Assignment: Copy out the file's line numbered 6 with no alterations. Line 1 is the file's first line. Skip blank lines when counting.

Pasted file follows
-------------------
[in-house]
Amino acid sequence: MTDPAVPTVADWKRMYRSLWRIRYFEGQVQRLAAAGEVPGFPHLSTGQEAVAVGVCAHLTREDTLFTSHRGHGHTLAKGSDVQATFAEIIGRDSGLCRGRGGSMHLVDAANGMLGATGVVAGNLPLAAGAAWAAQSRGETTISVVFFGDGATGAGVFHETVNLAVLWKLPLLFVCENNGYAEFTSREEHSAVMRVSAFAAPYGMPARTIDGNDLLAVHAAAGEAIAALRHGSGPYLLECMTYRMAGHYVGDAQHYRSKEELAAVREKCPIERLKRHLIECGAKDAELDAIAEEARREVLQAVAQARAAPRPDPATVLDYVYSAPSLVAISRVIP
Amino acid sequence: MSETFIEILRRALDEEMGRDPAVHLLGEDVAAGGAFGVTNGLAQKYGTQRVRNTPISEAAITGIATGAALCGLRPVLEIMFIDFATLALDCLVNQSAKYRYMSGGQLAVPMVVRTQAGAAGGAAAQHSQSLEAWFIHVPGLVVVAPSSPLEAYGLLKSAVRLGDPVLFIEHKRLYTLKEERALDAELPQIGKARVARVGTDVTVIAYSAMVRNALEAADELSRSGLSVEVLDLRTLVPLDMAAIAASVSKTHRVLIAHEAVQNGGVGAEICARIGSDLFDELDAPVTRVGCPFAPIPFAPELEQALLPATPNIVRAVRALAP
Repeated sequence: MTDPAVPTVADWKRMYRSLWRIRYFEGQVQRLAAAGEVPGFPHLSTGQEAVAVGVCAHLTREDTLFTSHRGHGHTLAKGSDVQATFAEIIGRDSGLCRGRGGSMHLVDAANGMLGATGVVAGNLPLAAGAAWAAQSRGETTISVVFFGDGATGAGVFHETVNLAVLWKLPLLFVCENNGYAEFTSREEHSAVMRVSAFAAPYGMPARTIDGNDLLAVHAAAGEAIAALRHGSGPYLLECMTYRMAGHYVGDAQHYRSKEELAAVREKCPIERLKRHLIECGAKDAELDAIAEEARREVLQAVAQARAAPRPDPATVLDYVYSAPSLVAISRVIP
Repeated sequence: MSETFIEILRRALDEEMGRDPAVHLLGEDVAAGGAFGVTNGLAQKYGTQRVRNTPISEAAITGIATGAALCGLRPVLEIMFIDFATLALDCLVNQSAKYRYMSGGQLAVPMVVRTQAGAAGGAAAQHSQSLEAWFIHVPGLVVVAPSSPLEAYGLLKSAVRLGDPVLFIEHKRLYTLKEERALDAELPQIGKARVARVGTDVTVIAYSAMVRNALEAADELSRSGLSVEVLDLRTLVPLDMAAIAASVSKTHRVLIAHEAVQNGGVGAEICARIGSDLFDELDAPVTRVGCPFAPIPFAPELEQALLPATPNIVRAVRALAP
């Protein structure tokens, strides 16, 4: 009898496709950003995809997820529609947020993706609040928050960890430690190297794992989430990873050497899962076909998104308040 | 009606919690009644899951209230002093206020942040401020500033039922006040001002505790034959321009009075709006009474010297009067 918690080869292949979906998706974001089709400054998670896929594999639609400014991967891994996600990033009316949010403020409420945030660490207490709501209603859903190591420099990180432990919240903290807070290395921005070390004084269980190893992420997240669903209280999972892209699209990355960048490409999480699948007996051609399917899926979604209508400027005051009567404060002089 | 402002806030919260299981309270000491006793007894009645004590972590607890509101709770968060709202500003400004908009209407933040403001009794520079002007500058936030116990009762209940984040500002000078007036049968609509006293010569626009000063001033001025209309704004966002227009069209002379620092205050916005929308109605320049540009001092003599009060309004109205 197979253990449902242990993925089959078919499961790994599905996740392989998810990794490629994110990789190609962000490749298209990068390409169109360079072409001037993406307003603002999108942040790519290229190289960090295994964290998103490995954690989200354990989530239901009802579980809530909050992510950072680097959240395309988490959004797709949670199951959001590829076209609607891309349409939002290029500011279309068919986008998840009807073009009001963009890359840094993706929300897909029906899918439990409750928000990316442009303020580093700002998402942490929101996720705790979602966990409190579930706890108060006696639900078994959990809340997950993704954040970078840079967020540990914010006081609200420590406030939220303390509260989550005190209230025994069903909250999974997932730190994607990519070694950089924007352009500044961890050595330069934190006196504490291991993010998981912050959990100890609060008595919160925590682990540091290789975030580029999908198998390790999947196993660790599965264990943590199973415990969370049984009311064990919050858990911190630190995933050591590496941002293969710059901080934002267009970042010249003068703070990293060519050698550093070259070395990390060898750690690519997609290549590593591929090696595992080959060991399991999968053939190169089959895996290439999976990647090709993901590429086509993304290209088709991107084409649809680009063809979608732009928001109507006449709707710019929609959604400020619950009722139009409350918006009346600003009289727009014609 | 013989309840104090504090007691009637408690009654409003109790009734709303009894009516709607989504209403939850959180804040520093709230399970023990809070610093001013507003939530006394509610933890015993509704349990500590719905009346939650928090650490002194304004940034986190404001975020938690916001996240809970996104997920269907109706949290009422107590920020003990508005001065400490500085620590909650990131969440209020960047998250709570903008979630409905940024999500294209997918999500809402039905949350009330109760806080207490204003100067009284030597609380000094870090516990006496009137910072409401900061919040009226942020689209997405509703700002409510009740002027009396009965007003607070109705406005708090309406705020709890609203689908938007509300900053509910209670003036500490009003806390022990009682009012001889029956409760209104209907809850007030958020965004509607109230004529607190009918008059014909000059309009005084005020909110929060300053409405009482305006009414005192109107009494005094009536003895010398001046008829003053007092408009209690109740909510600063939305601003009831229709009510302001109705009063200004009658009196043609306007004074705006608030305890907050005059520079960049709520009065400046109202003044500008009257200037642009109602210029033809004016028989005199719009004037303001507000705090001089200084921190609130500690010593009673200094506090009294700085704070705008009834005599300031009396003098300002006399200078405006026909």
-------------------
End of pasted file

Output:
């Protein structure tokens, strides 16, 4: 009898496709950003995809997820529609947020993706609040928050960890430690190297794992989430990873050497899962076909998104308040 | 009606919690009644899951209230002093206020942040401020500033039922006040001002505790034959321009009075709006009474010297009067 918690080869292949979906998706974001089709400054998670896929594999639609400014991967891994996600990033009316949010403020409420945030660490207490709501209603859903190591420099990180432990919240903290807070290395921005070390004084269980190893992420997240669903209280999972892209699209990355960048490409999480699948007996051609399917899926979604209508400027005051009567404060002089 | 402002806030919260299981309270000491006793007894009645004590972590607890509101709770968060709202500003400004908009209407933040403001009794520079002007500058936030116990009762209940984040500002000078007036049968609509006293010569626009000063001033001025209309704004966002227009069209002379620092205050916005929308109605320049540009001092003599009060309004109205 197979253990449902242990993925089959078919499961790994599905996740392989998810990794490629994110990789190609962000490749298209990068390409169109360079072409001037993406307003603002999108942040790519290229190289960090295994964290998103490995954690989200354990989530239901009802579980809530909050992510950072680097959240395309988490959004797709949670199951959001590829076209609607891309349409939002290029500011279309068919986008998840009807073009009001963009890359840094993706929300897909029906899918439990409750928000990316442009303020580093700002998402942490929101996720705790979602966990409190579930706890108060006696639900078994959990809340997950993704954040970078840079967020540990914010006081609200420590406030939220303390509260989550005190209230025994069903909250999974997932730190994607990519070694950089924007352009500044961890050595330069934190006196504490291991993010998981912050959990100890609060008595919160925590682990540091290789975030580029999908198998390790999947196993660790599965264990943590199973415990969370049984009311064990919050858990911190630190995933050591590496941002293969710059901080934002267009970042010249003068703070990293060519050698550093070259070395990390060898750690690519997609290549590593591929090696595992080959060991399991999968053939190169089959895996290439999976990647090709993901590429086509993304290209088709991107084409649809680009063809979608732009928001109507006449709707710019929609959604400020619950009722139009409350918006009346600003009289727009014609 | 013989309840104090504090007691009637408690009654409003109790009734709303009894009516709607989504209403939850959180804040520093709230399970023990809070610093001013507003939530006394509610933890015993509704349990500590719905009346939650928090650490002194304004940034986190404001975020938690916001996240809970996104997920269907109706949290009422107590920020003990508005001065400490500085620590909650990131969440209020960047998250709570903008979630409905940024999500294209997918999500809402039905949350009330109760806080207490204003100067009284030597609380000094870090516990006496009137910072409401900061919040009226942020689209997405509703700002409510009740002027009396009965007003607070109705406005708090309406705020709890609203689908938007509300900053509910209670003036500490009003806390022990009682009012001889029956409760209104209907809850007030958020965004509607109230004529607190009918008059014909000059309009005084005020909110929060300053409405009482305006009414005192109107009494005094009536003895010398001046008829003053007092408009209690109740909510600063939305601003009831229709009510302001109705009063200004009658009196043609306007004074705006608030305890907050005059520079960049709520009065400046109202003044500008009257200037642009109602210029033809004016028989005199719009004037303001507000705090001089200084921190609130500690010593009673200094506090009294700085704070705008009834005599300031009396003098300002006399200078405006026909």